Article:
“A pleasure to make your acquaintance,” Vestra says.
Belgium, June, 1815
Ferdinand looks from the urgent missive he’d received by military courier from the Duke of Wellington that morning to the letter of introduction the mystery man has just handed him. Grudgingly, he must concede they are a match. “’An officer conducting matters of the utmost urgency on behalf of the Crown,’” he quotes, then stares at the dour-faced man standing before him. “That is quite a lot of words to convey very little information.”
The man takes the letter of introduction back from Ferdinand, and his glove-clad hand vanishes it into an unseen pocket. “Yes, General, that would rather be the idea.”
Around them, General Aegir’s cavalry unit slogs through the rain and mud, struggling to erect tents and makeshift stables in the rapidly deteriorating Belgian field. He should be out there with his men, and not cowering in his tent, but if he doesn’t let his knee heal up, he won’t be of any use to them where it matters. He laces his hands before himself and regards the man coolly. He is handsome, Ferdinand must admit, but with sharp edges of smugness that he suspects would make him quite a challenge to handle. Not that Ferdinand’s ever backed down from a challenge before.
—S’blood, if that isn’t the last thing he needs to be considering right now. “Well, I trust that whatever shadowy business you must attend to, you can do so without distracting my troops.”
“And what of you, General?” the man asks, his tone silky yet venomous. “I would hate to distract you, but you do not appear to be occupied at present.” He glances over his shoulder. “Unlike the rest of your men.”
Ferdinand’s fist tightens on the desk before him. “I am recovering from an injury sustained in our skirmish outside Ligny. I assure you, no one is more frustrated by my indolence than I am.”
The man’s shoulders ease somewhat at that, but that suspicious look remains. “My condolences.” He folds his hands behind his back. “Very well. If my paperwork is in order, then I shall leave you to your—ah, recuperating—”
“Join me for supper,” Ferdinand blurts, before he himself is aware of what he is doing. Yet the look of genuine shock on the man’s face is reward in itself—he’s managed to catch him off-guard after all. “I . . . I like to take the measure of the men in my unit. Even if this is only a temporary embed.”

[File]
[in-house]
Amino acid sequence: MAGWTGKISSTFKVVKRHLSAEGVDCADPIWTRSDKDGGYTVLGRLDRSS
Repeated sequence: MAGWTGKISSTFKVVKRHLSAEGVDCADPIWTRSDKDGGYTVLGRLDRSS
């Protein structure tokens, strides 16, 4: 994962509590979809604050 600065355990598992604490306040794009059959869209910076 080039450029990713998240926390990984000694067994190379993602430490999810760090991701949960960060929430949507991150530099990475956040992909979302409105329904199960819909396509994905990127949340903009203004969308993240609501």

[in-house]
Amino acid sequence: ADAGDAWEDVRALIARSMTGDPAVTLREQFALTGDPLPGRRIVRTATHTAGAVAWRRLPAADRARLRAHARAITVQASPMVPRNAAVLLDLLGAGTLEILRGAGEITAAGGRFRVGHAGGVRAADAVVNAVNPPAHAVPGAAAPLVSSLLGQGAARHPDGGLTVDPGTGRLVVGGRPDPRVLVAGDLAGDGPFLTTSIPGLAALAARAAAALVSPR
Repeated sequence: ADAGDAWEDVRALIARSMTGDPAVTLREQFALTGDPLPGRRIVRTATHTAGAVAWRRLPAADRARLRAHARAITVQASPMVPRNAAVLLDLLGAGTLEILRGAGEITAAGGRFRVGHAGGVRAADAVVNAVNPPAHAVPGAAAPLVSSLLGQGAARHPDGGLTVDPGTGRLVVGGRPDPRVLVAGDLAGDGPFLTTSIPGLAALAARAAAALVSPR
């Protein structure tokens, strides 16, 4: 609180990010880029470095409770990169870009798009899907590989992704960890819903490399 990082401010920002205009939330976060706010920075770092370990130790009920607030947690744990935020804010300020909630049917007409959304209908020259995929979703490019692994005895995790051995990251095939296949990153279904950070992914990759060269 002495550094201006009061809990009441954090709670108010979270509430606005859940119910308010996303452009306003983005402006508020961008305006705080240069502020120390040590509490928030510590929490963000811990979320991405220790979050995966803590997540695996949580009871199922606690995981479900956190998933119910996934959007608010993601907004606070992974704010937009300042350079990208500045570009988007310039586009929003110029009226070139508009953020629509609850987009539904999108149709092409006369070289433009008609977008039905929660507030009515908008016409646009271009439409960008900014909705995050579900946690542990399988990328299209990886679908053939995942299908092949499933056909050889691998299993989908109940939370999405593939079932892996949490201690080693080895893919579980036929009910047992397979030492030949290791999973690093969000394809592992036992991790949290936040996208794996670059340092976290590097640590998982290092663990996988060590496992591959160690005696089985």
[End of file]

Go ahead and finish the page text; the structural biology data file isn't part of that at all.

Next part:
“And the idleness really is going to your head, I imagine,” he says, smirking. “Very well, General, if that is your wish.”
He starts to turn, then spins back. One black leather-gloved palm presses onto the desk, dangerously close to Ferdinand’s own, and he leans forward, harsh eyes all but glowing in the poor light. “Or do you prefer Duke, now?”
Ferdinand swallows, but refuses to lean away.
“Ferdinand Aegir. Eldest of the late duke, one of the seven lords found guilty of high treason and conspiracy against the crown, executed at the Tower just last month. How fortunate for you, considering there had been some discussion between you and your father of late as to whether or not he would allow you to inherit his duke’s coronet.”
“That is not—”
“He was quite disdainful of your habit of rejecting his attempts to arrange your marriage to any number of suitable young ladies, I understand. And yet here you are. The duke. Unwed. Commanding your own cavalry unit. And none questioning your loyalty to the crown, or the traditions it upholds.”
Ferdinand is breathless, as if he’s just run several miles; he knows there is some manner of threat in the man’s words, but he can’t yet find the goal behind it. The matter of his father’s treason is well-known, but it has never been a secret that their relationship was fraught. As for the matter of his bachelorhood—it is less unusual given the ongoing campaigns for many years to stem Napoleon’s tide. It is only after the war, God willing that there is such a time, that he will have to find a more permanent excuse. But if this is the man’s way of letting Ferdinand know that he sees him for who and what he is—